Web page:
We had a chance to talk to Olugbenga Adelekan, also known as Olugbenga. He is a Nigerian-born music producer and also the bass player in Metronomy. He talks to us about how his music is going to change the world ahead of Park Acoustics.
How do you manage being a solo act, as Olugbenga, and also having to balance a music career within Metronomy?
Well, I suppose the truth is that I don’t balance it – when we’re on with Metronomy, that’s my main focus. I might do some mixtapes and remixes on the back of the tour bus every once in a while, but the OLUGBENGA project essentially goes into cold stasis when I’m touring with the band. This is doubly the case now that I have a kid.
You’ve lived in Lagos, The Hague and London. How have your travels influenced your music?
Through osmosis more than anything else. London and Lagos particularly are hubs for so many scenes that there is no one kind of music you would pick up from being in either city. My horizons have become broader because I’ve been exposed to so many different kinds of people from so many different parts of the world.
When I was in the Hague, that was a little different. I went to an international school and my family attended an American church. This was the first time living in Europe and I was eight years old. So, between MTV and my friends at school I became aware of things like rock music and techno for the first time. I began playing video games for the first time in Holland too, and the soundtracks to Super Nintendo games like F Zero, Super Mario Kart and Donkey Kong Country also left an indelible mark.
We always think about things like, “How can we use street style photography to change the world?” or things like, “How can we use festival coverage to change the world?” so we’re going to a pose a similar question to you because we believe that there’s always something you can do to improve peoples’ lives in the areas that you are passionate about. I ask you, “How can we use music to change the world?”
Music can spread ideas. Not just literally in song lyrics or titles, but in the attitudes of artists and the environment they create at their shows. Some artists say explicitly that their shows are safe spaces for women, gay or transgender people. Some even go as far as setting up hotlines or email addresses so people at shows can message someone in their team immediately if they see something messed up happening. I think that’s great.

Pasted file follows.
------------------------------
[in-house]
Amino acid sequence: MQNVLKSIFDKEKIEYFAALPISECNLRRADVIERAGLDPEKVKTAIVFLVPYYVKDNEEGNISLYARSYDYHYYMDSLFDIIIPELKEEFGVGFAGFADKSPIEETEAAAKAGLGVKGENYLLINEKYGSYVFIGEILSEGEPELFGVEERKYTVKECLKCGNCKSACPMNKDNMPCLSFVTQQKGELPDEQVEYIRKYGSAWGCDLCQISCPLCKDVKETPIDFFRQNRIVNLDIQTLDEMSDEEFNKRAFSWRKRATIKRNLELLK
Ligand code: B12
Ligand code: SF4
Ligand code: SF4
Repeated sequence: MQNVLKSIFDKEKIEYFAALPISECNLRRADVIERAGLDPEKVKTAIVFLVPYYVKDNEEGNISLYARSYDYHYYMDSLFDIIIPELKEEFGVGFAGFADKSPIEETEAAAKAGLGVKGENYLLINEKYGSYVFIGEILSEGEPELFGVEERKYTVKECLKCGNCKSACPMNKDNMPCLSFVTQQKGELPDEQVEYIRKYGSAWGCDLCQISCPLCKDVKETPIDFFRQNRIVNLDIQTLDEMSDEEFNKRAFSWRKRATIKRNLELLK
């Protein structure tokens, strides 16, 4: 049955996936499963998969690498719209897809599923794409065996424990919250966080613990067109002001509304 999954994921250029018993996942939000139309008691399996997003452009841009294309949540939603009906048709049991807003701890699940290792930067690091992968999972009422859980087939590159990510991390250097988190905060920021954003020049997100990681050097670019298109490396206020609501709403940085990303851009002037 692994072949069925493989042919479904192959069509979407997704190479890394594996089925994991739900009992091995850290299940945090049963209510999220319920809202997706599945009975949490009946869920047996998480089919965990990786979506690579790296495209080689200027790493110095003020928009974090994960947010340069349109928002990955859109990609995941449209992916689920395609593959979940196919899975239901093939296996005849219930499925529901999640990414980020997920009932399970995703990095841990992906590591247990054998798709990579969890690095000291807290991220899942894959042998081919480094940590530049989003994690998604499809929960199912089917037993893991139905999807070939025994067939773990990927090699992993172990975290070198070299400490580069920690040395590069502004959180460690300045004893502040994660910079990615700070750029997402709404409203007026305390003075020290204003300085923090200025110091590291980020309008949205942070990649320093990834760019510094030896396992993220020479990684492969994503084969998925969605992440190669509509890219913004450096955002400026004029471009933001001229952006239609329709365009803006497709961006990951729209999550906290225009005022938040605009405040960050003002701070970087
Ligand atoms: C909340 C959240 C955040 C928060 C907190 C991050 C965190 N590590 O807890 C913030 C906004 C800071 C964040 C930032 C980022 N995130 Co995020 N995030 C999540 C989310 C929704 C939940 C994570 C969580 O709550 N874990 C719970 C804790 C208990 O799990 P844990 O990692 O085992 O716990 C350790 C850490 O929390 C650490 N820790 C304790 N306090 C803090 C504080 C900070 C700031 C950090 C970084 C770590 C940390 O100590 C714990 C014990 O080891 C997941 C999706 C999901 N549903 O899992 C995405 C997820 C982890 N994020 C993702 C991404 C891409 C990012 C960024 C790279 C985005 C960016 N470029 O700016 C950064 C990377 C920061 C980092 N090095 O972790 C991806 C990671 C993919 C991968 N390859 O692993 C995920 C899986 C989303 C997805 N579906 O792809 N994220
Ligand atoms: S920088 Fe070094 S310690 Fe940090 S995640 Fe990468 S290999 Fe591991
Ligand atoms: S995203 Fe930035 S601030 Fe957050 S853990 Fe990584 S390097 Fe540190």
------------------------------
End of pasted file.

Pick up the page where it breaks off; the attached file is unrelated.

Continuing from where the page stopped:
I also think it’s great for artists to talk about their politics, whatever they may be. It’s also tough to do that in a social media age where people get outraged by pull-quotes without taking the time to consider the full context.
Even though Metronomy is by no means an overtly political band, we’ve still taken flak from time to time for things like voicing support of Francoise Hollande.
Nevertheless, I think comments artists make in interviews or things they put into their music can start people (young people especially) thinking, or open them up to new experiences. And that eventually changes some minds. Or gives people the courage to voice what was already in their minds.
We feel that a personal motivating factor, albeit a superficial one, is that we want to create music to leave a legacy. To be able to materialize something in this life that lastingly affects people. Would you say legacy is a motivating factor for you?
Well, I’m only 34 years old so I can’t say I think about legacy too much. But I do sometimes wonder what will become of all the music I have sitting on various hard drives around the world (including those of Soundcloud and Apple!). So much of what I’ve done with my solo project has not seen physical release.
Sometimes when I finish a song or DJ mix, I think “well, two days ago this thing didn’t exist… and now it does.” The act of creation is a very powerful one. It’s still the one thing I take most satisfaction from.
You’re here in South Africa. How do you think the Pretoria crowd is going to react to your music at Park Acoustics?
I have DJ’d quite at a few festivals now. I’ve gotten over that weird feeling of doing a DJ set in the open air rather than a smokey club. I just hope people are going to dance – it’s the most I ever hope for!
What does your ultimate musical success look like?
Documenting the sounds in your head. Getting them out of your head and into some kind of record. Moving from that final step from something that’s 75% finished to something you can listen to and feel is complete. Nothing to do with sales or accolades from others. Although those things are obviously very nice too!
When I was younger, my idea of ‘making it’ as a musician was the classic one. Sign a massive record deal, become rich and famous. As I’ve gotten older (and fame and riches remained elusive) I realised that I was fine just getting to spend all my time being creative and making a living. It was an incredibly liberating realisation.
Complete the sentence. Africa is…